How often does the Plaintiff win in a Medical Malpractice Trial?

by Chris Kuhlman on July 27, 2015

While newspaper headlines of million dollar jury verdicts draw a great deal of attention, the majority of Plaintiffs in medical malpractice trials actually lose their cases and receive nothing.  In fact, on average, when a medical malpractice case proceeds to trial, a plaintiff has roughly a 25% chance of winning the case, which is half that of any other tort case.

This low likelihood of victory at trial is why there are fewer attorneys who actually handle Plaintiffs’ medical malpractice cases and why they generally charge a slightly larger contingency fee rate than a standard personal injury case.

There are many theories as to why victims of medical malpractice have such a difficulty of prevailing at trial.  Some people believe that juries put a lot of trust and faith into doctors and modern medicine and have difficulty accepting that a doctor could cause such drastic harm to anyone by departing from the proper standard of care.

Other people believe that one of the reason Plaintiffs have difficulty winning medical malpractice cases is because some juries may be intimidated when asked to dissect the complex medical evidence and testimony presented at trial and, out of confusion or caution, side with the doctor or Defendant.

To combat this problem, a good Plaintiff’s attorney should take care to carefully guide the jury through the medical evidence in a manner so that they can clearly understand it and recognize how the doctor departed from the standard of care in the particular case at hand.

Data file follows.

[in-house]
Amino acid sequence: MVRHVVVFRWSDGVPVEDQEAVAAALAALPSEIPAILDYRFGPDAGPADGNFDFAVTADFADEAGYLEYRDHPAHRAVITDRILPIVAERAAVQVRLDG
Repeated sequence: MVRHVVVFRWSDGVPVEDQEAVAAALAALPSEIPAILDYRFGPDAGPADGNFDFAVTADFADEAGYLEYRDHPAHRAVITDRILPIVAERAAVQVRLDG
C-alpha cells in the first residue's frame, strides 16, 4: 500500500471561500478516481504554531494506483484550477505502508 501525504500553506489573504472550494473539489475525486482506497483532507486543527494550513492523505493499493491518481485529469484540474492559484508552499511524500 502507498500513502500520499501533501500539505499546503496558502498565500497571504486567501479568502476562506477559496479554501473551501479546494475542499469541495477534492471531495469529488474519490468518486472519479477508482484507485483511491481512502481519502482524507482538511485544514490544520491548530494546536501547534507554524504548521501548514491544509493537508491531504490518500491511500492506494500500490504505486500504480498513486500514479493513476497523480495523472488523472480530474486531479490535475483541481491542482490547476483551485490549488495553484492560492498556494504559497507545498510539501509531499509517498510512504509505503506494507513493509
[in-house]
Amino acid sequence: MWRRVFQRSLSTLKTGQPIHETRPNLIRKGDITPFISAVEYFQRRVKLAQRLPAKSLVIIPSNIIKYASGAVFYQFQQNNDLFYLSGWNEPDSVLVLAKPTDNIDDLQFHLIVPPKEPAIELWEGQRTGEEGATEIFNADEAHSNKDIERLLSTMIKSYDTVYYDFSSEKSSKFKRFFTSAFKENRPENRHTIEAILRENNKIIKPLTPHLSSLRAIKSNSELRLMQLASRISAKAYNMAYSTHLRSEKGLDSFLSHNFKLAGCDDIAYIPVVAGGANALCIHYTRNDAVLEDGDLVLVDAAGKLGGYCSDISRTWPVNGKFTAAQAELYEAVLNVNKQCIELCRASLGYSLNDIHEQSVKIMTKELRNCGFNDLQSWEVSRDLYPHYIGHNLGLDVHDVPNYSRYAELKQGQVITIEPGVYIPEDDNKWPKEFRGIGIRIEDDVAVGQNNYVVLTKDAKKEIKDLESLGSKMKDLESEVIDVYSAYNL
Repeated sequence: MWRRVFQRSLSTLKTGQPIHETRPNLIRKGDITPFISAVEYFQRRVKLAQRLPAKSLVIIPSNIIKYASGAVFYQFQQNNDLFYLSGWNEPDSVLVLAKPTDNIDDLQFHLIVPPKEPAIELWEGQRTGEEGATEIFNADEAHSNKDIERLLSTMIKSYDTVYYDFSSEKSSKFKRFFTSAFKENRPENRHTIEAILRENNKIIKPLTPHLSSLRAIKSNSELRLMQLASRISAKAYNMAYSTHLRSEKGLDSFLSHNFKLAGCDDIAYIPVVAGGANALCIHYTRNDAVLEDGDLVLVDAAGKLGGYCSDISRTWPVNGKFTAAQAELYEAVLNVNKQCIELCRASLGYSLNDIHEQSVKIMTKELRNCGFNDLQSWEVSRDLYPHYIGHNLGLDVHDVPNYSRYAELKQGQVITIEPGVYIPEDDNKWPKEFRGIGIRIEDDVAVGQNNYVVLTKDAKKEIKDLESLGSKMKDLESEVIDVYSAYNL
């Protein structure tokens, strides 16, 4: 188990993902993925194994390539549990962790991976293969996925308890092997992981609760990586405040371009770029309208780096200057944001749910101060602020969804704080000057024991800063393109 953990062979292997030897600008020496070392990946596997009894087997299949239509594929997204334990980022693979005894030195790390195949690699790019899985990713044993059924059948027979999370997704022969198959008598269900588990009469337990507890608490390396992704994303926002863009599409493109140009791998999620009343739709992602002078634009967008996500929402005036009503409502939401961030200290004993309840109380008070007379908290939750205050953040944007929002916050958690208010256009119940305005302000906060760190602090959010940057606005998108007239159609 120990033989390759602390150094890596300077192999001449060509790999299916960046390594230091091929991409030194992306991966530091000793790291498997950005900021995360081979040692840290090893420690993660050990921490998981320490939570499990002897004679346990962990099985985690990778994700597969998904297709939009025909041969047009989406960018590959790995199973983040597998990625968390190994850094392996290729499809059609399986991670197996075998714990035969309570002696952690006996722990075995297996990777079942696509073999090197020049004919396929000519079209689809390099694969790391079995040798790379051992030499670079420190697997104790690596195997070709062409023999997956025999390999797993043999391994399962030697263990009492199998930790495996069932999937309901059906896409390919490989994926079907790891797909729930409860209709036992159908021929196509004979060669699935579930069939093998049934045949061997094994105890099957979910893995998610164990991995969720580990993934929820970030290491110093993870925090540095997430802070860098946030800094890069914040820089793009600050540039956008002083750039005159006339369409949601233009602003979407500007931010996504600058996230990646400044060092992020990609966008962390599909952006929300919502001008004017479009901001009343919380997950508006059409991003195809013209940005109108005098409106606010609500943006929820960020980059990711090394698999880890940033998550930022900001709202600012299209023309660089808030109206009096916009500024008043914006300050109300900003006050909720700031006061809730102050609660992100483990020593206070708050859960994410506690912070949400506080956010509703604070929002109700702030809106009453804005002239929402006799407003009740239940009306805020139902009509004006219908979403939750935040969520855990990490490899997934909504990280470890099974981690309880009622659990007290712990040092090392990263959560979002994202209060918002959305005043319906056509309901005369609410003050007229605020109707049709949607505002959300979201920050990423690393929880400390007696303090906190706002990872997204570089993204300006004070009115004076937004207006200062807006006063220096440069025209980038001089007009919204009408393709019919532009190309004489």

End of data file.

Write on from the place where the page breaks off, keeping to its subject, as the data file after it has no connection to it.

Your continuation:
To aid the jury in their understanding of the medicine, a Plaintiff should present doctor witnesses (expert witnesses) at trial competent in the field of medicine at issue.  These expert witnesses should be able to fully explain to the jury the medicine or medical procedure at issue.  Instead of just focusing on the expert witnesses’ resume and credentials, a good medical malpractice attorney advocating for victims should also make sure that the expert witness doctor is capable of and willing to break down the medicine for the non-physician jurors so that they can understand key concepts and appreciate what truly happened and how it harmed the patient.

If you believe you have a medical malpractice claim, it is important to speak with a medical malpractice attorney immediately.  A Minnesota medical malpractice lawyer can help you to navigate the pitfalls of litigation and prepare your case in a manner that increases your chance of prevailing at trial.

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